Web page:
BERLIN (The Deal) -- Leading German lender Deutsche Bank (DB) on Monday said it would raise 8 billion euros ($10.96 billion) in cash from investors including Qatar's royal family as it faces a European Central Bank stress test later this year.
Deutsche said it sold 1.75 billion euros worth of new shares to Paramount Services Holdings Ltd., the Qatar family's investment vehicle, at 29.20 euros apiece, a 5.2% discount to the shares' Friday close. That stock issue equates to about 6% of the Frankfurt institution.
The German bank will raise the remaining 6.3 billion euros in a June sale to investors at an as-yet unknown price and led by an unnamed banking consortium
European banks are girding for a fresh round of stress tests this summer to gauge their resistance to financial crisis.
The tests will be conducted by the European Central Bank as it prepares to become the Continent's chief banking supervisor in November and will measure banks against a targeted common Tier 1 capital ratio of 8%, falling to 5.5% in adverse situations. Although the regulator has said it will look at Tier 1 capital, watchdogs are also increasingly considering other factors, such as leverage ratios, because they fear banks have found ways to hide risk while cresting the Tier 1 requirement.
Deutsche said the sale will boost its Tier 1 ratio to 11.8% from 9.5% and also help it hire key new personnel in the U.S., in banking for international corporations and in wealth management, where it wants to grow 15% in the next three years.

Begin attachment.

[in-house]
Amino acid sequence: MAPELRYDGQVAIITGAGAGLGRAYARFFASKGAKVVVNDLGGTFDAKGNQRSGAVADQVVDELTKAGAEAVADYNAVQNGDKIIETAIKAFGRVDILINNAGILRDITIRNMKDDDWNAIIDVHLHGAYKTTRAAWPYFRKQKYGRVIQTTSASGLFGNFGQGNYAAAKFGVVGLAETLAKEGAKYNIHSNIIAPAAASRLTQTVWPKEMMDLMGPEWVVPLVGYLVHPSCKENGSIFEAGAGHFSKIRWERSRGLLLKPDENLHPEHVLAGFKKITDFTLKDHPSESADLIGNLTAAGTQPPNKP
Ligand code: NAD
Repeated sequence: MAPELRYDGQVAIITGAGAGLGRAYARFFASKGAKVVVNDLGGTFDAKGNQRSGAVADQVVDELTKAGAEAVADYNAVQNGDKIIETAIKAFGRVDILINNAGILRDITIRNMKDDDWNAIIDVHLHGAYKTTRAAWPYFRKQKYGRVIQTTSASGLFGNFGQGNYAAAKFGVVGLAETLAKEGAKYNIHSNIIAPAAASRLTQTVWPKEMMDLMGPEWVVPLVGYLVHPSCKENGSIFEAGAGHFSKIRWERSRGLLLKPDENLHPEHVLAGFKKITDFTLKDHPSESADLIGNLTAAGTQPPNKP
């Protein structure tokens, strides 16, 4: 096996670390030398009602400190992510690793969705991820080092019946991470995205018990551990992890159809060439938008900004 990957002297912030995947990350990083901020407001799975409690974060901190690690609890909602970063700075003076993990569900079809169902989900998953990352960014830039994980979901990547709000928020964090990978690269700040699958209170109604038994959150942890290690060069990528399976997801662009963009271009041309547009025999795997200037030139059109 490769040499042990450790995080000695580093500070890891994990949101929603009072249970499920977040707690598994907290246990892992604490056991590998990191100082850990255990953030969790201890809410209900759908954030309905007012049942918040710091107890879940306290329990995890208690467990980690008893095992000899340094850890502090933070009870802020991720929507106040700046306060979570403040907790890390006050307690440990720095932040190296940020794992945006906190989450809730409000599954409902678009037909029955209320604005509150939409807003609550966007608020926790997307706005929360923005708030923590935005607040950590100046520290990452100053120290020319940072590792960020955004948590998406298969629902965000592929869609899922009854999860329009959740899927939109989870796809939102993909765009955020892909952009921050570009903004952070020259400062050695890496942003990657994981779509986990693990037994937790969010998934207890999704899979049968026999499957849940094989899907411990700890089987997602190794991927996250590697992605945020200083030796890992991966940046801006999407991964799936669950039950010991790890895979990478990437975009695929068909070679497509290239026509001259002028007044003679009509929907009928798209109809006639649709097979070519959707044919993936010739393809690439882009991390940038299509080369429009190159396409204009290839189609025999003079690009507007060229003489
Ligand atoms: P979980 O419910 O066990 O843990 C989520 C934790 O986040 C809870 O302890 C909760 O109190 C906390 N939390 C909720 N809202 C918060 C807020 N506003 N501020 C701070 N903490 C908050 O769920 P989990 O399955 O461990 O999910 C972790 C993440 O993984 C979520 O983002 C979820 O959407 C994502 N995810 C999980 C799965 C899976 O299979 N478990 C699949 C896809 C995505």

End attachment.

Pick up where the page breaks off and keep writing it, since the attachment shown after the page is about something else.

Analysts said the share sale, its second-largest ever, wouldn't be enough.
"They won't be able to get up to a leverage ratio of 4% until they raise 13 billion euros. Even then they would only be at the lower end of this key ratio among global investment banks. Their new business goals also sound a bit too lofty," wrote Societe Generale SA analyst Andrew Lim in a note. He has a sell rating on the stock.
Deutsche is also one of a handful of banks being probed for rigging foreign exchange rates. The company said during a call with analysts that the fundraising had little to do with potential legal costs.
"The package of measures we are announcing today represents a decisive response to both the challenges and the opportunities in a changing macro-economic, competitive and regulatory environment. These measures enable Deutsche Bank to position itself for long-term, sustainable success in a time of historic change in the global banking industry," Deutsch co-CEOs Jurgen Fitschen and Anshu Jain said in a statement.
Deutsche said it managed the sale of its shares to Qatar itself.